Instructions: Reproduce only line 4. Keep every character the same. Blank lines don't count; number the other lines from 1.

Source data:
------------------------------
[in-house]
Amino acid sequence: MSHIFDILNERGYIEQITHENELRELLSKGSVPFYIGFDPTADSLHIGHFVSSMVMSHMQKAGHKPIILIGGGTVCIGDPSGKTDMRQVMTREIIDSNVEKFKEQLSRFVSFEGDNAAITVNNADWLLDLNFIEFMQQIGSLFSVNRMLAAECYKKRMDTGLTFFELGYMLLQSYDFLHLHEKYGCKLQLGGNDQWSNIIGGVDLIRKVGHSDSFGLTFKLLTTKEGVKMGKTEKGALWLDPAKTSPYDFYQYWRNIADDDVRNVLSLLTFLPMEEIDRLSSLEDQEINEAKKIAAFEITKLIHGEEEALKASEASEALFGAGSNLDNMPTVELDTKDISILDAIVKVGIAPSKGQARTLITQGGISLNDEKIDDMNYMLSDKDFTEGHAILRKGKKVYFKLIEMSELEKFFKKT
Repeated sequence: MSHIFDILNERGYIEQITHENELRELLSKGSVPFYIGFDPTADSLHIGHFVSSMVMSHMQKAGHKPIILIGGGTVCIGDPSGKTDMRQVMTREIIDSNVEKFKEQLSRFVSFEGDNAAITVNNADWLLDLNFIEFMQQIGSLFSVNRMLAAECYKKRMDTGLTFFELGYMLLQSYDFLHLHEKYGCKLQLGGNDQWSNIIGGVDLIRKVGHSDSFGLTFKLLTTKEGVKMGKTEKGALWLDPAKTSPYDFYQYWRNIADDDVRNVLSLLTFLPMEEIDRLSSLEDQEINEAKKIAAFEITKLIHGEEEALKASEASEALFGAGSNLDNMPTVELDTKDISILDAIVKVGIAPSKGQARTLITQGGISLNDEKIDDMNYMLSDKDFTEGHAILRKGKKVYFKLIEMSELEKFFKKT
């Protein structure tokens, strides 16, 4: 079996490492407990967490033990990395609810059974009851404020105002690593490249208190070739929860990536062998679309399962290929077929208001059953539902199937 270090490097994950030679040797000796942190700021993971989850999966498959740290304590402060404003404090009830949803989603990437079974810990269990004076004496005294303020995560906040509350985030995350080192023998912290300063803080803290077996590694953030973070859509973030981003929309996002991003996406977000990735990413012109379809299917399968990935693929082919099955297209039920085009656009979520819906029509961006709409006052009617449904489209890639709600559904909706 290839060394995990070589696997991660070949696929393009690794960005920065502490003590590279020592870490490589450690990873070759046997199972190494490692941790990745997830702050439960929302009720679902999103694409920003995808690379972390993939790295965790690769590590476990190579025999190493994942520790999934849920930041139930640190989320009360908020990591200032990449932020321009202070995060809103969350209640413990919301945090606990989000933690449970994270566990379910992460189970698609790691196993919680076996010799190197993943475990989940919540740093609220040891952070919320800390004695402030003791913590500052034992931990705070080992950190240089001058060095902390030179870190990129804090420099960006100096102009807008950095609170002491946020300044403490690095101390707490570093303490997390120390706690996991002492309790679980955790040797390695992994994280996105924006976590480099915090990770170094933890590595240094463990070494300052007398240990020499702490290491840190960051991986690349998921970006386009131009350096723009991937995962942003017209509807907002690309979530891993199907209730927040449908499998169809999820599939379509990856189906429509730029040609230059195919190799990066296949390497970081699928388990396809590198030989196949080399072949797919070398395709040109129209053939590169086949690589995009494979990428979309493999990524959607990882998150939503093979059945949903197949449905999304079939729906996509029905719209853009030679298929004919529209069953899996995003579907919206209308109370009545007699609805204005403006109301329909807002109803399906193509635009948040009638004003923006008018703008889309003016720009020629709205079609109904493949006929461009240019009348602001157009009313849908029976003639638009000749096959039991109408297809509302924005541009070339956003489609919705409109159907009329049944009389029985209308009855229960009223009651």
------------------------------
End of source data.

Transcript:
């Protein structure tokens, strides 16, 4: 079996490492407990967490033990990395609810059974009851404020105002690593490249208190070739929860990536062998679309399962290929077929208001059953539902199937 270090490097994950030679040797000796942190700021993971989850999966498959740290304590402060404003404090009830949803989603990437079974810990269990004076004496005294303020995560906040509350985030995350080192023998912290300063803080803290077996590694953030973070859509973030981003929309996002991003996406977000990735990413012109379809299917399968990935693929082919099955297209039920085009656009979520819906029509961006709409006052009617449904489209890639709600559904909706 290839060394995990070589696997991660070949696929393009690794960005920065502490003590590279020592870490490589450690990873070759046997199972190494490692941790990745997830702050439960929302009720679902999103694409920003995808690379972390993939790295965790690769590590476990190579025999190493994942520790999934849920930041139930640190989320009360908020990591200032990449932020321009202070995060809103969350209640413990919301945090606990989000933690449970994270566990379910992460189970698609790691196993919680076996010799190197993943475990989940919540740093609220040891952070919320800390004695402030003791913590500052034992931990705070080992950190240089001058060095902390030179870190990129804090420099960006100096102009807008950095609170002491946020300044403490690095101390707490570093303490997390120390706690996991002492309790679980955790040797390695992994994280996105924006976590480099915090990770170094933890590595240094463990070494300052007398240990020499702490290491840190960051991986690349998921970006386009131009350096723009991937995962942003017209509807907002690309979530891993199907209730927040449908499998169809999820599939379509990856189906429509730029040609230059195919190799990066296949390497970081699928388990396809590198030989196949080399072949797919070398395709040109129209053939590169086949690589995009494979990428979309493999990524959607990882998150939503093979059945949903197949449905999304079939729906996509029905719209853009030679298929004919529209069953899996995003579907919206209308109370009545007699609805204005403006109301329909807002109803399906193509635009948040009638004003923006008018703008889309003016720009020629709205079609109904493949006929461009240019009348602001157009009313849908029976003639638009000749096959039991109408297809509302924005541009070339956003489609919705409109159907009329049944009389029985209308009855229960009223009651």